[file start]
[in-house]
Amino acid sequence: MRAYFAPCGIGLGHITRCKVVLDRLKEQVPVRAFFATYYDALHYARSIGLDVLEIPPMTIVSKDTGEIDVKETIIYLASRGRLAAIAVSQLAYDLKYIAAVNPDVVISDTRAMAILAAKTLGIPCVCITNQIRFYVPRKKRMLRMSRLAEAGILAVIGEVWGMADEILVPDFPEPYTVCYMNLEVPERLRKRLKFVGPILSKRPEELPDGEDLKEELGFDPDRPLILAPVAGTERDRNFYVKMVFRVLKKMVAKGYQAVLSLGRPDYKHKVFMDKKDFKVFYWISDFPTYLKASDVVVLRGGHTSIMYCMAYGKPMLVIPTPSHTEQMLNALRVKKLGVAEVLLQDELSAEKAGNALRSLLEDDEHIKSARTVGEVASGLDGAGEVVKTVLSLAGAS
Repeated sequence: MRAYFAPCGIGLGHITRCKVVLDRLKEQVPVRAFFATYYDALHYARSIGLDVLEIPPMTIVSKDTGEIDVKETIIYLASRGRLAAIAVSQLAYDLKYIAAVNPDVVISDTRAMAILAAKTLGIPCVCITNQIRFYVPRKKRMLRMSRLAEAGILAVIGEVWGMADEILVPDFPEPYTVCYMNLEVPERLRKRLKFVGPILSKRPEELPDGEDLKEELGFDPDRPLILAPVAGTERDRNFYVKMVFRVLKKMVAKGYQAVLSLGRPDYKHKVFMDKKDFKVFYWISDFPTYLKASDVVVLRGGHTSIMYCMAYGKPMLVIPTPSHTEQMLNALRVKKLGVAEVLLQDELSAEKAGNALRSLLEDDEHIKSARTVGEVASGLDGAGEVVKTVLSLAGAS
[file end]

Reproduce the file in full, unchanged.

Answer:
[in-house]
Amino acid sequence: MRAYFAPCGIGLGHITRCKVVLDRLKEQVPVRAFFATYYDALHYARSIGLDVLEIPPMTIVSKDTGEIDVKETIIYLASRGRLAAIAVSQLAYDLKYIAAVNPDVVISDTRAMAILAAKTLGIPCVCITNQIRFYVPRKKRMLRMSRLAEAGILAVIGEVWGMADEILVPDFPEPYTVCYMNLEVPERLRKRLKFVGPILSKRPEELPDGEDLKEELGFDPDRPLILAPVAGTERDRNFYVKMVFRVLKKMVAKGYQAVLSLGRPDYKHKVFMDKKDFKVFYWISDFPTYLKASDVVVLRGGHTSIMYCMAYGKPMLVIPTPSHTEQMLNALRVKKLGVAEVLLQDELSAEKAGNALRSLLEDDEHIKSARTVGEVASGLDGAGEVVKTVLSLAGAS
Repeated sequence: MRAYFAPCGIGLGHITRCKVVLDRLKEQVPVRAFFATYYDALHYARSIGLDVLEIPPMTIVSKDTGEIDVKETIIYLASRGRLAAIAVSQLAYDLKYIAAVNPDVVISDTRAMAILAAKTLGIPCVCITNQIRFYVPRKKRMLRMSRLAEAGILAVIGEVWGMADEILVPDFPEPYTVCYMNLEVPERLRKRLKFVGPILSKRPEELPDGEDLKEELGFDPDRPLILAPVAGTERDRNFYVKMVFRVLKKMVAKGYQAVLSLGRPDYKHKVFMDKKDFKVFYWISDFPTYLKASDVVVLRGGHTSIMYCMAYGKPMLVIPTPSHTEQMLNALRVKKLGVAEVLLQDELSAEKAGNALRSLLEDDEHIKSARTVGEVASGLDGAGEVVKTVLSLAGAS